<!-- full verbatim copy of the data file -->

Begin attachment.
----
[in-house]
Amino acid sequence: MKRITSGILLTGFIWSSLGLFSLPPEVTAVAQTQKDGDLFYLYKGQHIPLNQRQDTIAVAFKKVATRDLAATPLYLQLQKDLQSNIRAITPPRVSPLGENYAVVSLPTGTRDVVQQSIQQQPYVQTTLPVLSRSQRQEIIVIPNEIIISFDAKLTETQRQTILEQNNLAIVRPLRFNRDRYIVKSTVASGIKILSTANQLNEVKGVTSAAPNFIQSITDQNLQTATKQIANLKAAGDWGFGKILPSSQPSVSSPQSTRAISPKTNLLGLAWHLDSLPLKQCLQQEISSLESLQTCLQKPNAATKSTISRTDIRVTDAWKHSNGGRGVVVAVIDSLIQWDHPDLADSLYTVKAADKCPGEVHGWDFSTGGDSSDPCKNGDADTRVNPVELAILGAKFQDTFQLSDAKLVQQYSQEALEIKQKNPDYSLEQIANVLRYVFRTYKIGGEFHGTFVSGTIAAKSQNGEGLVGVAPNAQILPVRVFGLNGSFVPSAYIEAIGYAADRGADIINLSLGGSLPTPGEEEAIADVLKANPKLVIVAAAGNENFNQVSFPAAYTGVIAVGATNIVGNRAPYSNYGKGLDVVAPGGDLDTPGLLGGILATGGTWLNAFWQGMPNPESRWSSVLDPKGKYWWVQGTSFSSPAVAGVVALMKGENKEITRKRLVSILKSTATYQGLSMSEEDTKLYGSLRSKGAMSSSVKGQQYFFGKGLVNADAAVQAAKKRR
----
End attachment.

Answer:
[in-house]
Amino acid sequence: MKRITSGILLTGFIWSSLGLFSLPPEVTAVAQTQKDGDLFYLYKGQHIPLNQRQDTIAVAFKKVATRDLAATPLYLQLQKDLQSNIRAITPPRVSPLGENYAVVSLPTGTRDVVQQSIQQQPYVQTTLPVLSRSQRQEIIVIPNEIIISFDAKLTETQRQTILEQNNLAIVRPLRFNRDRYIVKSTVASGIKILSTANQLNEVKGVTSAAPNFIQSITDQNLQTATKQIANLKAAGDWGFGKILPSSQPSVSSPQSTRAISPKTNLLGLAWHLDSLPLKQCLQQEISSLESLQTCLQKPNAATKSTISRTDIRVTDAWKHSNGGRGVVVAVIDSLIQWDHPDLADSLYTVKAADKCPGEVHGWDFSTGGDSSDPCKNGDADTRVNPVELAILGAKFQDTFQLSDAKLVQQYSQEALEIKQKNPDYSLEQIANVLRYVFRTYKIGGEFHGTFVSGTIAAKSQNGEGLVGVAPNAQILPVRVFGLNGSFVPSAYIEAIGYAADRGADIINLSLGGSLPTPGEEEAIADVLKANPKLVIVAAAGNENFNQVSFPAAYTGVIAVGATNIVGNRAPYSNYGKGLDVVAPGGDLDTPGLLGGILATGGTWLNAFWQGMPNPESRWSSVLDPKGKYWWVQGTSFSSPAVAGVVALMKGENKEITRKRLVSILKSTATYQGLSMSEEDTKLYGSLRSKGAMSSSVKGQQYFFGKGLVNADAAVQAAKKRR